There are possibly several chronic diseases that can be exacerbated or even attributed to the effects of climate change. A strong case is the epidemic of Chronic Kidney Disease of non-traditional etiology (CKDnT), which has been linked to increased temperatures in lowland areas of Central America (5151 Correa-Rotter R, Wesseling C, Johnson RJ. CKD of unknown origin in Central America: the case for a Mesoamerican nephropathy. Am J Kidney Dis. 2014;63(3):506–20.). CKDnT is responsible for the death of thousands of workers in Central America (5151 Correa-Rotter R, Wesseling C, Johnson RJ. CKD of unknown origin in Central America: the case for a Mesoamerican nephropathy. Am J Kidney Dis. 2014;63(3):506–20., 5252 Wesseling C, Crowe J, Hogstedt C, Jakobsson K, Lucas R, Wegman DH, et al. Resolving the enigma of the mesoamerican nephropathy: a research workshop summary. Am J Kidney Dis. 2014;63(3):396–404.), with the highest, age-standardized mortality rates in 2008 among men in El Salvador and Nicaragua (approximately 65 per 100 000 individuals) (5353 Ordunez P, Martinez R, Reveiz L, Chapman E, Saenz C, Soares da Silva A, et al. Chronic kidney disease epidemic in Central America: urgent public health action is needed amid causal uncertainty. PLoS Negl Trop Dis. 2014;8(8):e3019.). Sugar cane cutters have the highest risk of CKDnT, probably due to performing strenuous work in extreme heat with insufficient hydration and possible exposure to pesticides. Several studies have identified heat stress and dehydration as potentially important determinants of CKDnT (5454 Peraza S, Wesseling C, Aragon A, Leiva R, Garcia-Trabanino RA, Torres C, et al. Decreased kidney function among agricultural workers in El Salvador. Am J Kidney Dis. 2012;59(4):531–40., 5555 Wesseling C, van Wendel de Joode B, Crowe J, Rittner R, Sanati NA, Hogstedt C, et al. Mesoamerican nephropathy: geographical distribution and time trends of chronic kidney disease mortality between 1970 and 2012 in Costa Rica. Occup Environ Med. 2015;72(10):714–21.). In Costa Rica, regulations to protect workers from heat stress and dehydration were ordered by a Presidential decree in July 2015 (5656 Chavkin, S. Reform in Costa Rica signals new strategy against lethal epidemic. Washington, DC: The Center for Public Integrity. Available from: www.publicintegrity.org/2015/07/29/17716/reform-costa-rica-signals-new-strategy-against-lethal-epidemic Accessed on 02 August 2016.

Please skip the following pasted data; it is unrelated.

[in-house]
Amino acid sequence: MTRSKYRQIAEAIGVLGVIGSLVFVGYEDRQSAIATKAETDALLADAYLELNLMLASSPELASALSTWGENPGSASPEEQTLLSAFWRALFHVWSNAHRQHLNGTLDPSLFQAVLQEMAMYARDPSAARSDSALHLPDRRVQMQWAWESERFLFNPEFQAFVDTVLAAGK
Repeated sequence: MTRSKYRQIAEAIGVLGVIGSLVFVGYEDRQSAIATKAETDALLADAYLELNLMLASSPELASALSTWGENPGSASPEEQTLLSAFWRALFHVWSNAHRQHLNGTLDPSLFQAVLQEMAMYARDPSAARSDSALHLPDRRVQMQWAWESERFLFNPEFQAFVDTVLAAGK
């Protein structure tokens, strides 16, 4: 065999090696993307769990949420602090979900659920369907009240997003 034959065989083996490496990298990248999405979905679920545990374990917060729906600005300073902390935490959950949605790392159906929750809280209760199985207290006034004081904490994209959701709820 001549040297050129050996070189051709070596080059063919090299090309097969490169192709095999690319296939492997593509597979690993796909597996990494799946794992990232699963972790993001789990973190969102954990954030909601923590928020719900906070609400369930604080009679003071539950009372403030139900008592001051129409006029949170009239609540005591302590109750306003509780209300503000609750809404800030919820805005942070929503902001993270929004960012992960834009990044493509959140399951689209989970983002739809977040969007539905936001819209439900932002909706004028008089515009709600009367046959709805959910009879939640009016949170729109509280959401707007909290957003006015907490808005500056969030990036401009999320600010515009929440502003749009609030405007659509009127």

www.publicintegrity.org/2015/07/29/17716...